You may have heard attitude is everything. Tiger Woods once said in an interview (at least ten years ago) something that always stuck to me. Good thing it did because I can’t find it online. He loved rainy days during competion. The reason was most golfers hate rainy days.  They resent playing at that particular place and time. Once you step on the links and have that attitude it will come out in your play. So that was Tiger’s rationale that rainy days gave him the edge.

If this is true then just maybe after nineteen years I figured out why the defendant’s lawyer was the way he was. Many of us assume lawyers with all their training can be professional with the facts in a case but are subject to not liking a situation just like the rest of us. Great insight into this from the dialogue of the film/ play 12 Angry Men.

– How come you say so much?
– Lawyers aren’t infallible.

– Baltimore, please.
– He was court-appointed.

– What’s that supposed to mean?
– A lot.

-He didn’t want the case
or he resented being appointed.

-It’s the kind of case that brings no money,
no glory, not much chance of winning.

-That’s not a very promising
situation for a young lawyer.

-He’d really have to believe in his client to
put up a good case. Obviously he didn’t.

-Of course he didn’t.



At some point the defense called their last witness. Earlier we were given a time frame when they thought this main portion was going to conclude. Information that would be useful since we could pack a bag. Once deliberation starts it ain’t gonna stop till its over.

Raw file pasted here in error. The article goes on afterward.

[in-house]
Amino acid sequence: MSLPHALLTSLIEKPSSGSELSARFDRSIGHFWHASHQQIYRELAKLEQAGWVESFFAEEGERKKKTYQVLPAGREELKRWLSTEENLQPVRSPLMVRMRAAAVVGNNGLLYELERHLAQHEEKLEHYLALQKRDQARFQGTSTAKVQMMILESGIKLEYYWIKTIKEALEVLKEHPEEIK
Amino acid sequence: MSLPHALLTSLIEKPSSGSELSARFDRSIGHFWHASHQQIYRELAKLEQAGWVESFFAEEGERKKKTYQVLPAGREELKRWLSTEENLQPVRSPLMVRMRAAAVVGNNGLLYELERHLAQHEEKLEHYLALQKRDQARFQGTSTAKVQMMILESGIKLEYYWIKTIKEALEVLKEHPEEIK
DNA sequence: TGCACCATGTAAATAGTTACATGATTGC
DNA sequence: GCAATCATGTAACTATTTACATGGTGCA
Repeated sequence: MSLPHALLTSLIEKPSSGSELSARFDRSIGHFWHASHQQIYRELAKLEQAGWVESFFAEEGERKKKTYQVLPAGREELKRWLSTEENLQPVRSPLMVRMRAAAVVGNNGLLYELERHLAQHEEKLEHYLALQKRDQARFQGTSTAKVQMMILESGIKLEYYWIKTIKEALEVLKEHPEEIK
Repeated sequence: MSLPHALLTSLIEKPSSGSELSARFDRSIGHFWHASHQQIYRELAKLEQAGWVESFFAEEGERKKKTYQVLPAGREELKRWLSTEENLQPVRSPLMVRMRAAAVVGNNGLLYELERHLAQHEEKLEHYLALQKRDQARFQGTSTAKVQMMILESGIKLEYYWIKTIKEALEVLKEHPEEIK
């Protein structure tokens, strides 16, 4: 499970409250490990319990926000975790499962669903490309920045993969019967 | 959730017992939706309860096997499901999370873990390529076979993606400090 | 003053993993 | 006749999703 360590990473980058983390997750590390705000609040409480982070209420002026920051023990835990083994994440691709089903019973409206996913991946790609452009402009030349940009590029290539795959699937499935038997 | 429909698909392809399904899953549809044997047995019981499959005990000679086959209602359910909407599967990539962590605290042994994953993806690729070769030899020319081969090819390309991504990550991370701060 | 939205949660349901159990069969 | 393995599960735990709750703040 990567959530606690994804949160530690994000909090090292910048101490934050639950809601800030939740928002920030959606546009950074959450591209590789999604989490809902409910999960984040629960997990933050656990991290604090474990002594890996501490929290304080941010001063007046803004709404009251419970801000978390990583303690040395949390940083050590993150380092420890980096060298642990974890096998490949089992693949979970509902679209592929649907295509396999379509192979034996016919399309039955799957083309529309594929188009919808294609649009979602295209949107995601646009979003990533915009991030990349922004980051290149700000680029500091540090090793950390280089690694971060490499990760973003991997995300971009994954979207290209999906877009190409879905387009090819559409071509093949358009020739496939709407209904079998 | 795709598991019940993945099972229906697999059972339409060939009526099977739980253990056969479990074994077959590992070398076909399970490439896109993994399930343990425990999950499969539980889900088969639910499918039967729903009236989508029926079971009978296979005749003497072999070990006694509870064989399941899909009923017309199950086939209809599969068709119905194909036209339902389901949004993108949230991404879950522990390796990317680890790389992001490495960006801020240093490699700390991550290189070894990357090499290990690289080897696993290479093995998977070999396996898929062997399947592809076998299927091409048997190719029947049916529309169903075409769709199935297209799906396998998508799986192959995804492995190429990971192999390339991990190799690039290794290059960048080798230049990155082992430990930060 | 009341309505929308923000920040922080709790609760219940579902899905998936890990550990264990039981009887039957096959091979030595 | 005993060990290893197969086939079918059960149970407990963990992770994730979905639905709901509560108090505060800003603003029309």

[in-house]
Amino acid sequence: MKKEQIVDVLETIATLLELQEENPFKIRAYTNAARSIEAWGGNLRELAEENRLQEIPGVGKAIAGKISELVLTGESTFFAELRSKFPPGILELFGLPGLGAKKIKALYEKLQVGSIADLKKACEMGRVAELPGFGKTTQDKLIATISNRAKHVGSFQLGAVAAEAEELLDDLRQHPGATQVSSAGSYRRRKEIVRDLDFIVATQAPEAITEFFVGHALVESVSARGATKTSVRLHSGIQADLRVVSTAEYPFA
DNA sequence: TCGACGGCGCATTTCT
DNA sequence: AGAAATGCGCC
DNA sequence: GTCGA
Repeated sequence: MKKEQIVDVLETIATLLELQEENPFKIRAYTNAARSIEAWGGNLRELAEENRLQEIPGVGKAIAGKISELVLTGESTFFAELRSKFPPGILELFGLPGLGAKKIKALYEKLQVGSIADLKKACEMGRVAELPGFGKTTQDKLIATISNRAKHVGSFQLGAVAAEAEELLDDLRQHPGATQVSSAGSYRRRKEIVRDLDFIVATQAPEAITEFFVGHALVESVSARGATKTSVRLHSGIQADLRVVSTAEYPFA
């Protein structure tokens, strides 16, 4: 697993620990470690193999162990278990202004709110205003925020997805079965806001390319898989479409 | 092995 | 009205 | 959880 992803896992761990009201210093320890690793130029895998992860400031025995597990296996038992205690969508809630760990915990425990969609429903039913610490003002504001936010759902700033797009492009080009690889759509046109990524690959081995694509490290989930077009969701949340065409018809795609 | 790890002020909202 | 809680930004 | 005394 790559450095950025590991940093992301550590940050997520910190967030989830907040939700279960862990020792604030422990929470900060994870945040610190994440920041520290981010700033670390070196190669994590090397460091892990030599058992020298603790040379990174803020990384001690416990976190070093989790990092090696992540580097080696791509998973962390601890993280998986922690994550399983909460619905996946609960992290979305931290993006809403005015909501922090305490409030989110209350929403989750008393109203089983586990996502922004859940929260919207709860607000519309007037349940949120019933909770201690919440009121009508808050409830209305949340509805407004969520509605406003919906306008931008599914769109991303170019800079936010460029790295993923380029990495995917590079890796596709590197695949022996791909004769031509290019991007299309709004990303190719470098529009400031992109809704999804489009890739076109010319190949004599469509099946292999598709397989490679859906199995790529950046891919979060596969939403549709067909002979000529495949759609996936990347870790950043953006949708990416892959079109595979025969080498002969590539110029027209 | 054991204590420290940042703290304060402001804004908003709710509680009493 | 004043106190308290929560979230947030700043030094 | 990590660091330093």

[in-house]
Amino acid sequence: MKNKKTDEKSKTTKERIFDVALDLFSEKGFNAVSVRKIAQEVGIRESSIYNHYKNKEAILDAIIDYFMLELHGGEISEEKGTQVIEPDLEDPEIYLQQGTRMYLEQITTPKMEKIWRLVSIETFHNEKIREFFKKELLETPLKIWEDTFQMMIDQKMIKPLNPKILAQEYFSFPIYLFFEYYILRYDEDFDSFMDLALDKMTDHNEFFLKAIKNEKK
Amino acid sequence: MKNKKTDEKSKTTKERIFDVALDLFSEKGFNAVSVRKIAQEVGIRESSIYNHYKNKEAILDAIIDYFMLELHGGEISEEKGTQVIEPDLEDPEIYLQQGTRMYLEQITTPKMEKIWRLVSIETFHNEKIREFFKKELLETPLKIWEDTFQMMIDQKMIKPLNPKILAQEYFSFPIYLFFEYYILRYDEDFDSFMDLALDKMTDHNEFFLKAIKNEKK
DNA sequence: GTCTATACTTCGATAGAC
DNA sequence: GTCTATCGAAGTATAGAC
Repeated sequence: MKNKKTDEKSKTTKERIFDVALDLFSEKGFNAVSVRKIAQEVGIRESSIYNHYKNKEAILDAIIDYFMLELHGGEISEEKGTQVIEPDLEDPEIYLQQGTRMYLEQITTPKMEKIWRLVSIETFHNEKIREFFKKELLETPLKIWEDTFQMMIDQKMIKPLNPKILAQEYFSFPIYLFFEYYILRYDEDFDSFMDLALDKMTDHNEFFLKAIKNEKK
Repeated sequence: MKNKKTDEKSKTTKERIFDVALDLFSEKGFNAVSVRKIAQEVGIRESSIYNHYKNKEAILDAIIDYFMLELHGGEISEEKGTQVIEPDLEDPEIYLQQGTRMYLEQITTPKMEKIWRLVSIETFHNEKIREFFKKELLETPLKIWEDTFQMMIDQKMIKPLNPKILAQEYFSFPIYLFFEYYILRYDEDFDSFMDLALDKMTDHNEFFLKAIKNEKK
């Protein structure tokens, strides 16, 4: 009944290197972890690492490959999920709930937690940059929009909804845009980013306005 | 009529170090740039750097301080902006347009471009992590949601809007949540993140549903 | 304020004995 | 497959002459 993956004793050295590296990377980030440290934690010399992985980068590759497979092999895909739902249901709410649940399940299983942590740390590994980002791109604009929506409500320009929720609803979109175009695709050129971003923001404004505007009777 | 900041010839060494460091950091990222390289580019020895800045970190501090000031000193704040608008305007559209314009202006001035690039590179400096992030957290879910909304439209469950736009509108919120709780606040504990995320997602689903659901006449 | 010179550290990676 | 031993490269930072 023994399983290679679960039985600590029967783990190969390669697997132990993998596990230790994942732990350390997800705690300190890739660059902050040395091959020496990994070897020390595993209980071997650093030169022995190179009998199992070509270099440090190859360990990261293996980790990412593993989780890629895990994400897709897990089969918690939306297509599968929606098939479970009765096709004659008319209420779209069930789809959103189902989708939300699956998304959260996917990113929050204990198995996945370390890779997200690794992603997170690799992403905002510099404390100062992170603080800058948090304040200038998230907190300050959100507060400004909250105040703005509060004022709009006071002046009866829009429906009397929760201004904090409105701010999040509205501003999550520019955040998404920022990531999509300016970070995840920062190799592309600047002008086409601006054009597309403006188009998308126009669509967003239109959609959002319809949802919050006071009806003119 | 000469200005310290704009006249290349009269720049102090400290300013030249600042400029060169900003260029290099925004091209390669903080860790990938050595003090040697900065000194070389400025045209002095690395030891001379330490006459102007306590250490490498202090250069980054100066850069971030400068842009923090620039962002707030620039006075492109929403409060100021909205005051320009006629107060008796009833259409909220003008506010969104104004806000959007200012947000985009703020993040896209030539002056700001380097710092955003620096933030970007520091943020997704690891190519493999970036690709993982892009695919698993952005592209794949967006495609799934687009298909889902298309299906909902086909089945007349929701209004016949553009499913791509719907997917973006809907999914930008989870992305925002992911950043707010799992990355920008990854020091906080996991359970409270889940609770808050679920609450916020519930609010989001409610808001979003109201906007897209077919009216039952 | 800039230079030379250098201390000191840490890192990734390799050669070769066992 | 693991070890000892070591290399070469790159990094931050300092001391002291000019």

Deliberation and Sequester

The instructions we received from the judge were not too far off from the judge in 12 Angry Men in the first three minutes of the movie as you can see here.   I think our judge was far more “engaged” though. A rule that was constant throughout this whole process was that we could never discuss this case if even one of us was absent. Even if that person went to use the bathroom.  We were lucky. The five charges we discussed only cost us one night sequestered. The O.J. Simpson jury was sequestered from the time they were selected.


We were only sequestered during our short deliberation and got to go home during the rest of the trial. We each had our own rooms in a Holiday Inn two blocks from the courthouse. Because of the low profile nature of our case, we were even allowed TV. I imagine now the sequester process  involves no cell phones or WiFi gadgets. If any one of us wanted to contact home we gave a written request with a phone number for one of the sheriffs to call. Another consequence is that we moved as a 14 segment centipede. This included public streets. We were told nobody can even say hi to us as we moved. Twelve people in the jury and  a sheriff on either end.


“You take it on faith, you take it from the heart. The waiting is the hardest part”